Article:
When you imagine the workforce 10 years from now, what comes to mind?
A realm where artificial intelligence, automation, and access to a global talent pool without borders have reshaped our work reality? Or perhaps in a world where we’re working across time zones, multiple tech platforms, and only doing the hours that suit us, is the nine-to-five a thing of the past?
Whatever your vision, our workplaces have already shifted dramatically in recent years. Incredible technology advancements, shifting consumer expectations and climate change concerns have all contributed to a chaotic environment for business leaders to navigate, where previous work compasses and roadmaps have become redundant.
We can’t know for sure what the business challenges we’ll face 10 years from now will look like and how we’ll turn those challenges into opportunities. But no matter how good your future strategy is, you won’t succeed without being able to galvanise and support the people who will actually make the execution happen.
And those people will demand more from their workplace. Expectations have changed, and employees want flexibility, autonomy, and work that’s aligned with their values. Navigating these expectations is as challenging and as complex, potentially even as chaotic, as the environment in which businesses now operate.
But navigate the expectations we must, as evidence points to people as the critical success factor for business, and attracting and retaining the best people becomes increasingly difficult.
The importance of trust
With increasing levels of autonomy, trust has already become a critical factor in the business success mix, and I believe it will become even more important in the future when it comes to the employer-employee relationship.
Trust has underpinned modern society – from the handshake to the military salute – demonstrating trust has been critical for human relationships and business dynamics for centuries. It underpins every kind of relationship, across families, communities and nations. But it’s not something you necessarily notice until it’s gone.
Employers and employees are in a relationship where trust is a crucial foundation, one that is now highly regulated, with contracts and awards outlining how it should be constructed and managed. But the essence of the relationship still requires a degree of trust on both sides.
Unfortunately, we’ve seen this trust being undermined. From illegal staff layoffs to workplace bullying and employees turning to quiet quitting, the relationship between employer and employee is not always a positive one. Once trust has been lost, it’s hard to regain.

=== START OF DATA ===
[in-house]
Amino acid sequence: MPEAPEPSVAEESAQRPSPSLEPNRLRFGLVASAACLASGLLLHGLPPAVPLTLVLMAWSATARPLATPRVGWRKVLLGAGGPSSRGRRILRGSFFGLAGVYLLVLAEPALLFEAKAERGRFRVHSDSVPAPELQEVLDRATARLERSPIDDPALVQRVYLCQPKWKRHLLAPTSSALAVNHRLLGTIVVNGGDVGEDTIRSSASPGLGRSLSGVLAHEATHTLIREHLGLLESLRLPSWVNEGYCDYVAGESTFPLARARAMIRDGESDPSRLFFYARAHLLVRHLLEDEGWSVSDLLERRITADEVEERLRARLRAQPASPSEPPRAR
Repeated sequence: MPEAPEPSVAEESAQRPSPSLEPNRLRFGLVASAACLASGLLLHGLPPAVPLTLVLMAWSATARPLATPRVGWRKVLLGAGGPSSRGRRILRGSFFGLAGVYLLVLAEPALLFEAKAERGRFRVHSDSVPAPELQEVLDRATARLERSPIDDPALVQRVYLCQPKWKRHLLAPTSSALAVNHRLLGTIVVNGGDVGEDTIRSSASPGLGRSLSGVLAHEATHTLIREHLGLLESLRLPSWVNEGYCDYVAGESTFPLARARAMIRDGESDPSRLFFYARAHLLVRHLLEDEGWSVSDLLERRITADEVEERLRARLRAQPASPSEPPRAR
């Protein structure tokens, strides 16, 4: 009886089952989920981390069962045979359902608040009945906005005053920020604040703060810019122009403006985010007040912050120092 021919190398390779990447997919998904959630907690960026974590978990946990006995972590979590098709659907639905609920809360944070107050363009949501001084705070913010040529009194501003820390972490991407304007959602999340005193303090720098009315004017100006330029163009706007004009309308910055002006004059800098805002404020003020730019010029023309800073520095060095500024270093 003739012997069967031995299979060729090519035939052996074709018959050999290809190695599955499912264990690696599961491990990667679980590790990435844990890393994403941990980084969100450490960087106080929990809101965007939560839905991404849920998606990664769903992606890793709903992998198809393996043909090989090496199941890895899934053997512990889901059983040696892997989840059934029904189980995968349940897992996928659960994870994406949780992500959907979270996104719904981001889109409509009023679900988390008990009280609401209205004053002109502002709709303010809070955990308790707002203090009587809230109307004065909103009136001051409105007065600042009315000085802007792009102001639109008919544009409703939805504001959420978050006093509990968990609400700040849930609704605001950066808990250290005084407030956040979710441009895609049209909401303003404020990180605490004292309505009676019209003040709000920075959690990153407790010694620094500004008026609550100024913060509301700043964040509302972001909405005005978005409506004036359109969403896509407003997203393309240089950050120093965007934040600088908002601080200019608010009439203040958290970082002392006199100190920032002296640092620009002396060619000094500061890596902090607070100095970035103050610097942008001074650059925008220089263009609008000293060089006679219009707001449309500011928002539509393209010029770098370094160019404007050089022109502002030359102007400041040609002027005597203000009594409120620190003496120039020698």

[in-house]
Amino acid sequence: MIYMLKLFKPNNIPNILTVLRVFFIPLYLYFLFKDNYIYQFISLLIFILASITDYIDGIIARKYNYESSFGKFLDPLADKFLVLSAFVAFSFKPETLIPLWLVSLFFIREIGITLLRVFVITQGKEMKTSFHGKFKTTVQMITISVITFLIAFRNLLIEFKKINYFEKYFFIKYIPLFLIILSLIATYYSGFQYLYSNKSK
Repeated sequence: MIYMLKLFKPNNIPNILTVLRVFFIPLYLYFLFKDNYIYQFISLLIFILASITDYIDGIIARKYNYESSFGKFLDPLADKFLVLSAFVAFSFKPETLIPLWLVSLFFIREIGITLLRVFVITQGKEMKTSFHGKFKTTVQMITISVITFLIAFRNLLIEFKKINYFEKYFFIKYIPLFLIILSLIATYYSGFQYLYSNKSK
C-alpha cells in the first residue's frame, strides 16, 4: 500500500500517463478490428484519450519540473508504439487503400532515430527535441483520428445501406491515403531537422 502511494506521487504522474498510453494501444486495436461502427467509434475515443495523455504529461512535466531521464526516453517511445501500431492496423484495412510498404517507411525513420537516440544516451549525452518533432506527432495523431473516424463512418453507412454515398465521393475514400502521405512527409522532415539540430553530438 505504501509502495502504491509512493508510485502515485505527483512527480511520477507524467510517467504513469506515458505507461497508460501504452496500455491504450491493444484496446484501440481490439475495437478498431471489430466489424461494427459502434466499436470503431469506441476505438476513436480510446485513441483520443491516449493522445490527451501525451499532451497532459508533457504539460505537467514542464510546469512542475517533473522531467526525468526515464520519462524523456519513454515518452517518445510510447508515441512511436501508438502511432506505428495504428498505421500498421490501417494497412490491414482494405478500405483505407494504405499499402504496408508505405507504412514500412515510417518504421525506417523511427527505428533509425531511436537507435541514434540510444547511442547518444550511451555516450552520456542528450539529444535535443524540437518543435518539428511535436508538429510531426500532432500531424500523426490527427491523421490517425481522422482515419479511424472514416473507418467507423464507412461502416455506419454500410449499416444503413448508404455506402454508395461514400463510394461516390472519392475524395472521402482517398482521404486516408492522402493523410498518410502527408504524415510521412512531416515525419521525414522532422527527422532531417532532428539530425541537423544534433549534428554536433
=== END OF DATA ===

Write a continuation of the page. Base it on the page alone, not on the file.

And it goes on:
There are a multitude of complex challenges facing businesses today, and many will continue into the future.
From hybrid work environments and building company culture across remote workforces to the regulation of the gig economy. From the search for meaning and values alignment in work to embedding diversity and inclusion to truly level the playing field and create workplaces where everyone is welcome.
Add to the mix climate change, AI and cyber security threats, and it’s an understatement to say business leaders have a lot to think about.
So, how can we prioritise what’s important and navigate change? No one can answer with certainty, but leaders do need to be prepared to make bold decisions and face big challenges. Keeping people engaged in the journey during these times of change comes down to trust.
But trust is hard-earned and easily lost, and building a genuine culture of trust requires ongoing work.
4 critical trust factors
Building trust can feel like an intangible task, but there are four crucial factors that I’ve seen work time and again.
- Transparency: Keeping all parties open and honest in their intentions, demonstrated by keeping employees well informed. It’s not about oversharing but about preventing uncertainty and giving people context for why decisions are made. True transparency means everyone is clear on what success looks like.
- Mutual respect: You can’t have trust without psychological safety, and workers who don’t feel respected by their peers and leaders will be less creative and generally demoralised.
- Communication: This is a two-way street, and listening is just as important as sharing information. Take on feedback and incorporate it into decision making, and encourage engagement by facilitating better communication between teams and departments.
- Support: Underpinning trust is support. Employees need to know they can rely on their leaders to support them when they’re struggling, both professionally and personally, and inside and outside of the workplace.
With this in mind, our comprehensive support platform is designed to help leaders build workplaces where trust is evident across all levels of the business and support is always available because we know that employees want support on their terms, at the times that suit them, and across all aspects of their physical, social, safety and financial support.
Trust is built on recognising each employee as an individual and a fully rounded person, not just a cog in the wheel or a resource in your business plan.
Employee-employer relationships built on genuine trust will build future-fit teams, where safe, productive and empathetic workplaces encourage people to contribute and where all people can rise to the unpredictable challenges of the future.
Will your workplace stand up to the trust test?
Peter Burnheim is the co-founder of Sonder.
The term "workforce" or "labour force" refers to the group of people who are either employed or unemployed.